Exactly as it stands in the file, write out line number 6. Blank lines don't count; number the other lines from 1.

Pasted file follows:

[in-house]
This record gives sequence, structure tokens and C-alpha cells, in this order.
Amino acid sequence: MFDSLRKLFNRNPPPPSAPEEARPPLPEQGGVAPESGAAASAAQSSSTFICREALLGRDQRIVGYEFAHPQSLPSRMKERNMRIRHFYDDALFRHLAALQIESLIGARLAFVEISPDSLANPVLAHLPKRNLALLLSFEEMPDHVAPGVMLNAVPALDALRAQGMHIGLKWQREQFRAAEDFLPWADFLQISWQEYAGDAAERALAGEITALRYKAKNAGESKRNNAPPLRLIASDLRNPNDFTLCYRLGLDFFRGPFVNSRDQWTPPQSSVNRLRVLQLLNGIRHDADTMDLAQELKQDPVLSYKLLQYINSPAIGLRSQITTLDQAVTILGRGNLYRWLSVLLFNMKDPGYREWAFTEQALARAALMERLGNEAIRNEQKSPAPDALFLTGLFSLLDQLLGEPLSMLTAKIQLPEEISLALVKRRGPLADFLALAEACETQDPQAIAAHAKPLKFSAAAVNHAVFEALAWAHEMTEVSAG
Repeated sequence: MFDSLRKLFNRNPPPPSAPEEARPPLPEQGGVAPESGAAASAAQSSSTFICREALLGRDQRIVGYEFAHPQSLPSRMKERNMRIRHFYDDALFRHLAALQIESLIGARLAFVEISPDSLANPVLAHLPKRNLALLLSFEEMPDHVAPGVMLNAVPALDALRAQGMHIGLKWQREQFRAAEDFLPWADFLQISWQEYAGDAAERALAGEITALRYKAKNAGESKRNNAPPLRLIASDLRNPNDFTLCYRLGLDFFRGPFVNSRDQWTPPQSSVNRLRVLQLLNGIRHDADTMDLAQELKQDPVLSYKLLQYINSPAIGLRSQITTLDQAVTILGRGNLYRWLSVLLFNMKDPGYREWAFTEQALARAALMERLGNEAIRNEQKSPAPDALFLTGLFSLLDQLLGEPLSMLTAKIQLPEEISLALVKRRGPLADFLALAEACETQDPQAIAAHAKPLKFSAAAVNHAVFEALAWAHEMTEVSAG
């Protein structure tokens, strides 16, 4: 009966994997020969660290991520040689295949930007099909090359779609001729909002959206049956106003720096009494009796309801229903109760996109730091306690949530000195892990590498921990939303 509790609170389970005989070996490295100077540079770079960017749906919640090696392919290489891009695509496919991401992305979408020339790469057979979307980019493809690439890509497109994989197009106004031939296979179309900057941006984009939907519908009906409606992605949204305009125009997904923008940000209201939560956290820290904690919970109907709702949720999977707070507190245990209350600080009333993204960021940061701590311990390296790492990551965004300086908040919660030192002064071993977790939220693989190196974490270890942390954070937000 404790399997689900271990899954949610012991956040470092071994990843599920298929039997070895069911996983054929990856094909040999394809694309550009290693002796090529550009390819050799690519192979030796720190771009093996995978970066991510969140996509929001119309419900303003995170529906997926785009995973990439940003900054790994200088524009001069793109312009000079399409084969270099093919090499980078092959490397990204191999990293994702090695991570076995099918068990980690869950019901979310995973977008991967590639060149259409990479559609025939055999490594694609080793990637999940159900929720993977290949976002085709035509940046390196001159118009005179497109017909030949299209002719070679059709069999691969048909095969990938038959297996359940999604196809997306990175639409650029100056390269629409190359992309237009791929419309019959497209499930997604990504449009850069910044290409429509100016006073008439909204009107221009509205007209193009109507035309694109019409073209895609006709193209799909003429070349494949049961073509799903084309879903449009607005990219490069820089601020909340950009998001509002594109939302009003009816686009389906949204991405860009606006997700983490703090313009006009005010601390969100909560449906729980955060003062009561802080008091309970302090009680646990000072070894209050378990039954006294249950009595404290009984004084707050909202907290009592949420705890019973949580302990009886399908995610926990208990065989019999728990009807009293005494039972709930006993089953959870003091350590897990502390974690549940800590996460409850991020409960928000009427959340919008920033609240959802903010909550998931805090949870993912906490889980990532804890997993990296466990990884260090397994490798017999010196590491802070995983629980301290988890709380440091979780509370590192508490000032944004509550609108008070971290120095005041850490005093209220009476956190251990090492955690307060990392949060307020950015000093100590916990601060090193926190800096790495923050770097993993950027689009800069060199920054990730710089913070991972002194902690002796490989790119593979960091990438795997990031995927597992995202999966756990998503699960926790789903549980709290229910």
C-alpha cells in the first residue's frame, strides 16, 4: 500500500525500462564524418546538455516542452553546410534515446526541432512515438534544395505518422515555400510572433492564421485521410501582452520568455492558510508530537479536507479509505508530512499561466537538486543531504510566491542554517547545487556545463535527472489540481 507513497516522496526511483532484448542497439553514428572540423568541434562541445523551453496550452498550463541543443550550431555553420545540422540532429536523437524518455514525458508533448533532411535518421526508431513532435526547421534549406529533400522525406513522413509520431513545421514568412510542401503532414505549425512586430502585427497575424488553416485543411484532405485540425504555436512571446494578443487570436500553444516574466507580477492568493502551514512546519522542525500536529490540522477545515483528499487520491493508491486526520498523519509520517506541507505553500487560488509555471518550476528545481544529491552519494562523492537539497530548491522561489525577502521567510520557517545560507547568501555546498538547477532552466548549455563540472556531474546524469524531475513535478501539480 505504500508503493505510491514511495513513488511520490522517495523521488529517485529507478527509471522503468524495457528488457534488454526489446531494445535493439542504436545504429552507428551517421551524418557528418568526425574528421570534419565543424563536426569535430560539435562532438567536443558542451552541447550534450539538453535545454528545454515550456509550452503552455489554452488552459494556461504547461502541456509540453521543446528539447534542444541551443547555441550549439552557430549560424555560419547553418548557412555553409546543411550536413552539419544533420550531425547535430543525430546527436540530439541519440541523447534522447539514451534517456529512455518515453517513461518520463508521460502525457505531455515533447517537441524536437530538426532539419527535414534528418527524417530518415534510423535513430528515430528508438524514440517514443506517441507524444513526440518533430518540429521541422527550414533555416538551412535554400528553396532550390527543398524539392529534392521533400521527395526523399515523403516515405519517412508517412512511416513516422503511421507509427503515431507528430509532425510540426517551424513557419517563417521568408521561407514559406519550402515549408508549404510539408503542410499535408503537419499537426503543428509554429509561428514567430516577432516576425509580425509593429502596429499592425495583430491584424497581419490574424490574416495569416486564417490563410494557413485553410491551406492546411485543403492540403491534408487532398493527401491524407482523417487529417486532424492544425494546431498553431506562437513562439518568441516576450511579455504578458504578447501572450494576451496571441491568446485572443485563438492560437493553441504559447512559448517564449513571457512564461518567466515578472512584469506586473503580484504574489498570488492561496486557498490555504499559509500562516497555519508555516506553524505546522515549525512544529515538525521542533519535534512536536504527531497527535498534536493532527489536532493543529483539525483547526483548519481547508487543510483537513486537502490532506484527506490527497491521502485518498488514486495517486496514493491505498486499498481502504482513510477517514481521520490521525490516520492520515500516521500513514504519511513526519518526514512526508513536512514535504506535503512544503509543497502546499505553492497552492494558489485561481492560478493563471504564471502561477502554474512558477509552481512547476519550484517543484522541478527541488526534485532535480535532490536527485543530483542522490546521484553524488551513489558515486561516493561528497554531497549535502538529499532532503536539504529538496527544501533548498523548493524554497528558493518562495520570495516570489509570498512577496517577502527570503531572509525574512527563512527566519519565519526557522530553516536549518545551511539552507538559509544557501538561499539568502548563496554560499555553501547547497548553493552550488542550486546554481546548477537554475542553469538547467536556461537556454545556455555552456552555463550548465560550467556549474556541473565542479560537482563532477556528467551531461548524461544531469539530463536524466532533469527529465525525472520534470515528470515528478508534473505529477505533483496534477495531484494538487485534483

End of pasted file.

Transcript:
C-alpha cells in the first residue's frame, strides 16, 4: 500500500525500462564524418546538455516542452553546410534515446526541432512515438534544395505518422515555400510572433492564421485521410501582452520568455492558510508530537479536507479509505508530512499561466537538486543531504510566491542554517547545487556545463535527472489540481 507513497516522496526511483532484448542497439553514428572540423568541434562541445523551453496550452498550463541543443550550431555553420545540422540532429536523437524518455514525458508533448533532411535518421526508431513532435526547421534549406529533400522525406513522413509520431513545421514568412510542401503532414505549425512586430502585427497575424488553416485543411484532405485540425504555436512571446494578443487570436500553444516574466507580477492568493502551514512546519522542525500536529490540522477545515483528499487520491493508491486526520498523519509520517506541507505553500487560488509555471518550476528545481544529491552519494562523492537539497530548491522561489525577502521567510520557517545560507547568501555546498538547477532552466548549455563540472556531474546524469524531475513535478501539480 505504500508503493505510491514511495513513488511520490522517495523521488529517485529507478527509471522503468524495457528488457534488454526489446531494445535493439542504436545504429552507428551517421551524418557528418568526425574528421570534419565543424563536426569535430560539435562532438567536443558542451552541447550534450539538453535545454528545454515550456509550452503552455489554452488552459494556461504547461502541456509540453521543446528539447534542444541551443547555441550549439552557430549560424555560419547553418548557412555553409546543411550536413552539419544533420550531425547535430543525430546527436540530439541519440541523447534522447539514451534517456529512455518515453517513461518520463508521460502525457505531455515533447517537441524536437530538426532539419527535414534528418527524417530518415534510423535513430528515430528508438524514440517514443506517441507524444513526440518533430518540429521541422527550414533555416538551412535554400528553396532550390527543398524539392529534392521533400521527395526523399515523403516515405519517412508517412512511416513516422503511421507509427503515431507528430509532425510540426517551424513557419517563417521568408521561407514559406519550402515549408508549404510539408503542410499535408503537419499537426503543428509554429509561428514567430516577432516576425509580425509593429502596429499592425495583430491584424497581419490574424490574416495569416486564417490563410494557413485553410491551406492546411485543403492540403491534408487532398493527401491524407482523417487529417486532424492544425494546431498553431506562437513562439518568441516576450511579455504578458504578447501572450494576451496571441491568446485572443485563438492560437493553441504559447512559448517564449513571457512564461518567466515578472512584469506586473503580484504574489498570488492561496486557498490555504499559509500562516497555519508555516506553524505546522515549525512544529515538525521542533519535534512536536504527531497527535498534536493532527489536532493543529483539525483547526483548519481547508487543510483537513486537502490532506484527506490527497491521502485518498488514486495517486496514493491505498486499498481502504482513510477517514481521520490521525490516520492520515500516521500513514504519511513526519518526514512526508513536512514535504506535503512544503509543497502546499505553492497552492494558489485561481492560478493563471504564471502561477502554474512558477509552481512547476519550484517543484522541478527541488526534485532535480535532490536527485543530483542522490546521484553524488551513489558515486561516493561528497554531497549535502538529499532532503536539504529538496527544501533548498523548493524554497528558493518562495520570495516570489509570498512577496517577502527570503531572509525574512527563512527566519519565519526557522530553516536549518545551511539552507538559509544557501538561499539568502548563496554560499555553501547547497548553493552550488542550486546554481546548477537554475542553469538547467536556461537556454545556455555552456552555463550548465560550467556549474556541473565542479560537482563532477556528467551531461548524461544531469539530463536524466532533469527529465525525472520534470515528470515528478508534473505529477505533483496534477495531484494538487485534483